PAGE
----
Medicine is always pushing forward to find new ways to help patients. And while emergency rooms and surgery and even regular check-ups are all wonderful as the first line of defense, what if medicine could take the offensive?

What if healthcare could find a way to help patients before they get sick? To help reduce common risk factors, and to better predict the medical future of any given individual or community. These predictions, based on piles of collected data, could create a better future for patients and a stronger strategy for how healthcare engages with the community.

This field of study is called “population health,” and it’s one of the more recent and exciting trends in both data collection, machine learning, and healthcare. It can involve not only cutting edge AI, but population studies, the census, medical computers, EMR, and political action.

But what is it?

What is Population Health?

The cleanest accepted definition of population health comes from a report published in the American Journal of Public Health in March of 2003, written by David Kindig and Greg Stoddart. They condensed the idea down into this:

Population health is “the health outcomes of a group of individuals, including the distribution of such outcomes within the group.”

In layman’s terms, it really combines a few ideas and concepts into a larger whole. One aspect of population health is “social determinants of health,” which is the idea of looking past individual health risks like “high blood pressure” or “smoking” and into the economic, cultural, and political landscape that affects different regions and demographics. Things like the unemployment rate, access to transportation, social support from family groups and political policies, and even down to socio-economic stress and how all of these things affect the health of those affected by them.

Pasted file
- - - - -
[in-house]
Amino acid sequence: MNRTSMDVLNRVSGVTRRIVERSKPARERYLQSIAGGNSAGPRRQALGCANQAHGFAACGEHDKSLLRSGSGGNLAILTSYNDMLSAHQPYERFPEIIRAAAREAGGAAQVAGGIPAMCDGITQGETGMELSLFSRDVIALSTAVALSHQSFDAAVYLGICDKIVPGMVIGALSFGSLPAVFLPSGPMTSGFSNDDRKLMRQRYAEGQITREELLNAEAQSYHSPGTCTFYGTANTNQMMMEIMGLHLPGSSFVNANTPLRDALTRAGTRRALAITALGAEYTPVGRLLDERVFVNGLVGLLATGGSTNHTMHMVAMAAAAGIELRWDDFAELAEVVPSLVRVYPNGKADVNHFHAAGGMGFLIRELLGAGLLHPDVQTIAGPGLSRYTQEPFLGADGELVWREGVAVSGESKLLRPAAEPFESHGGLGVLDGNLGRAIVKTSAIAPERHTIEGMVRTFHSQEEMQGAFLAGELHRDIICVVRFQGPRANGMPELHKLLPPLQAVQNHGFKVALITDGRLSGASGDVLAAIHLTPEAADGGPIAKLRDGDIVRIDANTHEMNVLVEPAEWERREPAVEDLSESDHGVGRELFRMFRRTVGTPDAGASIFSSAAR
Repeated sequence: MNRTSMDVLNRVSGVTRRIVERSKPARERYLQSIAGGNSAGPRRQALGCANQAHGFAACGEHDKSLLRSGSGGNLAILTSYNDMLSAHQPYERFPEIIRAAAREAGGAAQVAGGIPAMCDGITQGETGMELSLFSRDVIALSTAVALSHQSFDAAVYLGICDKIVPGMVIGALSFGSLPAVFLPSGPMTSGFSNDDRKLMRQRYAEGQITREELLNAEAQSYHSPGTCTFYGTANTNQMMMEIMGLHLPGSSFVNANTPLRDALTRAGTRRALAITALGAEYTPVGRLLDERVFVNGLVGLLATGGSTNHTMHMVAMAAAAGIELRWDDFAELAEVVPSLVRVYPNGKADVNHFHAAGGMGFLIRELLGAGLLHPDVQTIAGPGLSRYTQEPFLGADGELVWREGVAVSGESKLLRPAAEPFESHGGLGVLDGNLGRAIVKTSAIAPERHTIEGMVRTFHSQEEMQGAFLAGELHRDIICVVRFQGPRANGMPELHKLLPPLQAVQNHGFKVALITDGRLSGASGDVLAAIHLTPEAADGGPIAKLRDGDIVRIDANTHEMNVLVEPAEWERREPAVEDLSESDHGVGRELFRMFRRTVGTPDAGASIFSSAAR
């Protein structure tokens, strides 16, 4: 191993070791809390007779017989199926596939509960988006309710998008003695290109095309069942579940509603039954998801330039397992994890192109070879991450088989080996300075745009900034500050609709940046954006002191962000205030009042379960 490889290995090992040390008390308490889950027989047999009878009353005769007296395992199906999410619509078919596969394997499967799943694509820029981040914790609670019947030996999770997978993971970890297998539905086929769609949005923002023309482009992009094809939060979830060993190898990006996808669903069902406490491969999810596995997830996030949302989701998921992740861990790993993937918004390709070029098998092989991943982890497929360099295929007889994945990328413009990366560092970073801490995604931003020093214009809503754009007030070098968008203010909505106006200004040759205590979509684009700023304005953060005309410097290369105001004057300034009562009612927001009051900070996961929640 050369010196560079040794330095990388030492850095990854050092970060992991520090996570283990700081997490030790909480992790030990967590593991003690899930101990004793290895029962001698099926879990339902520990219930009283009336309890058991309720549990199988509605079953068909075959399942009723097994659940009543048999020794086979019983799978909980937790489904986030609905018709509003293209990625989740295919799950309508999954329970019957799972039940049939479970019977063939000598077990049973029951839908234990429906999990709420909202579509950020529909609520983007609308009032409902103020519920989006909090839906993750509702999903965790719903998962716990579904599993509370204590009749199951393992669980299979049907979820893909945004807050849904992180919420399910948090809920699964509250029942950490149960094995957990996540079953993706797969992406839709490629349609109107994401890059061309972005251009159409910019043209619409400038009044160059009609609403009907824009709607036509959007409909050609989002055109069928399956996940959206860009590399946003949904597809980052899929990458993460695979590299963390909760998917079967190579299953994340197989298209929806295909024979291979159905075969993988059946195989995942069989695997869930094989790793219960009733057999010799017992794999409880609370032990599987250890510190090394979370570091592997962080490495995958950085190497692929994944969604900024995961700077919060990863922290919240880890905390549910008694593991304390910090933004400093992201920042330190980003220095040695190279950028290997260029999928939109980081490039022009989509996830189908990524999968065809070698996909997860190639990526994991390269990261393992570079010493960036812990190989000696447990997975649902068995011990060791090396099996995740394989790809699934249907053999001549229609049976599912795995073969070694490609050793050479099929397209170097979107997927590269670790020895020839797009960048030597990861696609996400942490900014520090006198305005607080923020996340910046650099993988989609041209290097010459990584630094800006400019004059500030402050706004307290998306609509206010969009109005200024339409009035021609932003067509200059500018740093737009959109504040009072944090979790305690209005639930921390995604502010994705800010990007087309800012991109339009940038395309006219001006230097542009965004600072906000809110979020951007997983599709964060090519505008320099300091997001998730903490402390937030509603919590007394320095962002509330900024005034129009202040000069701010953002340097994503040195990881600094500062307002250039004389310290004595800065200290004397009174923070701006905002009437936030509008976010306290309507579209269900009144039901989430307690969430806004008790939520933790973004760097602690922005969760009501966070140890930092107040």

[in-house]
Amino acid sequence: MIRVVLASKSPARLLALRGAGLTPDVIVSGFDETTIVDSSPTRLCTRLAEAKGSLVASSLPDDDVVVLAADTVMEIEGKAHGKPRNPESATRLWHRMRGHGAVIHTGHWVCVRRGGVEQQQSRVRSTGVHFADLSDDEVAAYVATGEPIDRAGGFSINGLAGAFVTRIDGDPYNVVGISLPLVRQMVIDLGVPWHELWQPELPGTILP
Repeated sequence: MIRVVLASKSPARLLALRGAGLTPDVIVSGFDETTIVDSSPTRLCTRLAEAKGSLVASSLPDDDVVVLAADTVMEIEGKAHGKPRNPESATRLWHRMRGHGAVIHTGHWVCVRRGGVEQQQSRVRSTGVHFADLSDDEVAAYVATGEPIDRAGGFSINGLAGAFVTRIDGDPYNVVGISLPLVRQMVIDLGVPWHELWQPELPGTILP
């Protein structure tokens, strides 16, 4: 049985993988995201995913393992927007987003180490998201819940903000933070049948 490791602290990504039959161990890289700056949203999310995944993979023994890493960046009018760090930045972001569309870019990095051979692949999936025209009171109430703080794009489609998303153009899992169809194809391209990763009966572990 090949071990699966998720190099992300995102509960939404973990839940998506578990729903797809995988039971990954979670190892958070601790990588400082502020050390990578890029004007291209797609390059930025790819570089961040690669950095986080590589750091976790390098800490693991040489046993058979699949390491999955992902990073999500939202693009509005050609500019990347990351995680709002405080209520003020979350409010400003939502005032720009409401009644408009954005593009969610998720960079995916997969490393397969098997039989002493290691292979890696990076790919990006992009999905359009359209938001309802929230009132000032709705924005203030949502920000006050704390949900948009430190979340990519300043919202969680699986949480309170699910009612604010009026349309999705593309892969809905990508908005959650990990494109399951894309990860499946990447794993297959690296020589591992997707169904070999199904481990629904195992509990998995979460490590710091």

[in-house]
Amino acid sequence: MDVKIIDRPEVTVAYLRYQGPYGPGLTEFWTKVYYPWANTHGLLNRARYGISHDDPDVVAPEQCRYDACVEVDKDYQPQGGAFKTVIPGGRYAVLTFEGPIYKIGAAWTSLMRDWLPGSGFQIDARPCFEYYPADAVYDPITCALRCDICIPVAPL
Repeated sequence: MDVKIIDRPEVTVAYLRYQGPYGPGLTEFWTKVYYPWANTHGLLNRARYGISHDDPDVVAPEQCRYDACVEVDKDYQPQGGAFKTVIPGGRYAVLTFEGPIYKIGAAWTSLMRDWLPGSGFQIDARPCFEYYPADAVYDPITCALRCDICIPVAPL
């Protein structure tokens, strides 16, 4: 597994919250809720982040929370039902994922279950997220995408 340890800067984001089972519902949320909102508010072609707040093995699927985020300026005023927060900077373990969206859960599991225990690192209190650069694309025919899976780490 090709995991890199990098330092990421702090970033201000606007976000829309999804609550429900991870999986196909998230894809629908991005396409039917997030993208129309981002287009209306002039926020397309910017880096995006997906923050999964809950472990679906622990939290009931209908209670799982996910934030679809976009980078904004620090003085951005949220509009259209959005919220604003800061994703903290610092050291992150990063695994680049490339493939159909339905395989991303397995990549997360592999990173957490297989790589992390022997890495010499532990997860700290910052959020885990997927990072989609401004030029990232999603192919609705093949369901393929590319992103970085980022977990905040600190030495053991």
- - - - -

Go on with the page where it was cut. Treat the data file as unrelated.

The idea of population health is to not treat the symptom but to instead look at the root.

But how do we find this information? And, better yet, how do we deploy it to improve the community, patients, and the day-to-day running of a hospital?

Collecting and Processing Population Health Data

Where does this data come from? How can hospitals collect it, process it, and use the data to improve their own policies and even reach the community?

Collecting the Data

Much of the data can come from electronic medical records (or electronic health records), which have become a ubiquitous (if contested) part of everyday life for clinicians. Though the constant paperwork and record-keeping can be understandably tedious for doctors and nurses, the incredible upside of such a detailed and granular patient record is becoming a reality.

With computers on wheels and medical tablets becoming ubiquitous tools in the field of medicine, all patient data can be entered from anywhere in the hospital, stored safely (maybe in secure blockchains very soon), with the relevant demographic data being pulled out and used (divorced from the patient’s identity, of course) to help the entire population.

Analyzing the Data  

All data from one community, economic level, culture, or race can be organized together, with trends being identified, graphed and examined for potential healthcare red flags and solutions.

However, consider this: if every hospital in every modernized country is collecting all of this data, how can it possibly be organized, much less examined? It’d be like trying to read every book ever printed by laying them all out in a field and standing on a ladder with a pair of binoculars. So, does all this patient data become useless fluff, designed to rot in that shiny new medical computer?